What is APRA CPS 230?
APRA CPS 230 builds on existing standards CPS/SPS /HPS 231 Outsourcing and CPS/SPS 232 Business Continuity Management and will come into effect on in July 2025. APRA’s policy and supervision priorities for 2023 also highlight key reforms to strengthen the financial and operational resilience of APRA-regulated entities.
Given the need to comply with the new standard, APRA-regulated institutions need to mobilise projects to diagnose the changes and uplifts required to comply, agree on the end state, and implement change programs.
Below, we set out preliminary measures for designing program end states and effectively implementing associated changes based on our observations from implementations of equivalent operational resilience programs in other jurisdictions.
What actions can financial institutions take to comply with CPS 230 ?
The following actions are critical for financial institutions to establish an effective change program for CPS 230 that meets regulatory requirements and organisational and service-provider needs and aligns with customer expectations.
Determine critical operations: Adopt a customer-driven focus to identifying critical operations that must be available to meet ongoing customer needs and expectations. Considerations include defining the appropriate number of critical operations required to support customer delivery needs and reestablishing estimated time recovery along with the level of process detail to be captured to minimise harm and ensure that recovery steps have been adequately addressed.
Institutions gain the most benefit by adopting a top-down approach to scoping the number of critical operations and actively engaging senior management and the board early in the change program. Institutions should be objective and mindful of proportionality. The number of critical operations identified will be a central driver of the time and effort required to set tolerance levels, mapping, and testing.
Map and test end-to-end processes for each critical operation: Traditionally, business continuity management plans focus on the recovery of a business function in isolation of the customer needs and priorities. CPS 230’s increased focus on customer outcomes requires institutions to document a clear end-to-end view of the steps and underlying systems, teams and service providers needed to restore critical operations in response to a severe disruption. The requirements can be delivered through effective engagement with senior management, product teams, operations, compliance, risk, technology, cybersecurity, and service providers. An integrated approach to testing and validating existing resilience arrangements (e.g., cyber incident response, business continuity disaster recovery) and tolerance levels are also important to ensure that control weaknesses and gaps are remediated.
Identify and manage service provider exposure and impacts: Service providers are integral and increasingly important to the delivery of products and services to customers, though their level of materiality varies. A service provider may play a material and explicit role in the delivery of a core service that is easily identifiable and manageable or indirect services from fourth-party providers. Institutions need to identify and assess the role each service provider plays in the delivery of customer services and the harm they could cause to customers if compromised. APRA CPS 230 ensures that appropriate processes, controls and governance structures need to be established to manage service-provider relationships, monitor ongoing performance, and align objectives to support operational-resilience objectives. APRA intends to provide transitional arrangements for pre-existing contractual arrangements with service providers, with the requirements in the standard applying from the earlier of the next contract renewal date or 1 July 2026.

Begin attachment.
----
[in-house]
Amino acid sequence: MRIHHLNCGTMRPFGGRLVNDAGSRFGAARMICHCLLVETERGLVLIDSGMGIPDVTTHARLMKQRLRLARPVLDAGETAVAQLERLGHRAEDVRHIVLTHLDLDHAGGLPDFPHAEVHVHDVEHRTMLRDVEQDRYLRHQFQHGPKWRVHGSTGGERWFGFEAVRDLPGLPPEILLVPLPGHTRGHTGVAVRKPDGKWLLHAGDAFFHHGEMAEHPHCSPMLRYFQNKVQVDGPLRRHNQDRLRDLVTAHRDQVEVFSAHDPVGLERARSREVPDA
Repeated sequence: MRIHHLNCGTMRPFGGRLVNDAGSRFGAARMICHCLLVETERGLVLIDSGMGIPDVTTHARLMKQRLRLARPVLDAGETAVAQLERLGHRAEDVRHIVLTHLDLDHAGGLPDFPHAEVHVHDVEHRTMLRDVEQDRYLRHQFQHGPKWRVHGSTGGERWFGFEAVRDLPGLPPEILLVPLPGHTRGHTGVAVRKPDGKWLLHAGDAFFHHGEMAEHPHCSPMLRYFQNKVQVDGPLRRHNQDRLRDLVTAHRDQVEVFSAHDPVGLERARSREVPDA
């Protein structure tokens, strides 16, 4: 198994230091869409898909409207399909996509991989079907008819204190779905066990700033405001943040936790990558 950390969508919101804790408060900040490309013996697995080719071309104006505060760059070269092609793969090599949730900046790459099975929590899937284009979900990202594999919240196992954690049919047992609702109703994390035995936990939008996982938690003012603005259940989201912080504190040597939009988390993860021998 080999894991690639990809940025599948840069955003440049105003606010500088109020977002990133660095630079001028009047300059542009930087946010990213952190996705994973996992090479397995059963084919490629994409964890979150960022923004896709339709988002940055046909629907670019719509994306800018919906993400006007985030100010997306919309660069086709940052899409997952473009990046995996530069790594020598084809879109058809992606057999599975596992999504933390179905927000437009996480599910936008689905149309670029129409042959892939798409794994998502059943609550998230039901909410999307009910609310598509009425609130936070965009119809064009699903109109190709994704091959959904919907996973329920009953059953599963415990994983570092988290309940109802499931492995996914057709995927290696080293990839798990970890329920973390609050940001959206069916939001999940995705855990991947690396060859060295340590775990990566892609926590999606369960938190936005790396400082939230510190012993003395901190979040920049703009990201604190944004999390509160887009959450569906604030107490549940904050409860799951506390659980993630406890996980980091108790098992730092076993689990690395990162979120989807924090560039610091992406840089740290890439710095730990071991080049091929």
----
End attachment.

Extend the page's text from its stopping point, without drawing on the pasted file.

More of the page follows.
Set realistic recovery times to minimise and manage customer harm: Institutions that perform high-quality testing based on the customer- focused process mapping often experience disparities between target customer-harm tolerance levels and the actual time required to recover critical operations. These disparities can be attributed to a lack of understanding or investment in legacy systems, and specified processes inherent to the business environment that have been mapped incorrectly or have not been updated following change. Alternatively, they may be the result of aspirational target-recovery time frames that need to be recalibrated and supported by additional strategies for managing customer expectations to minimise possible harm.
Emphasise board accountability: The board is accountable for operational risk management and is receptive to the concept of operational resilience. It often views resilience as a key strategic driver for its institution’s success given the focus on customer experience, particularly during moments of distress.
Actively engaging the board to co-sign a change program is imperative for delivering the program effectively. The board should establish the requirements and expectations for the operational resilience program, including ongoing strategic decisions regarding the role service providers play in the customer journey, the customer harm that may arise and the investment required to restore critical operations, as well as reporting touchpoints that will enable the board to monitor the program.
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This article was published on 16th March 2023, and revised on 18 July 2023.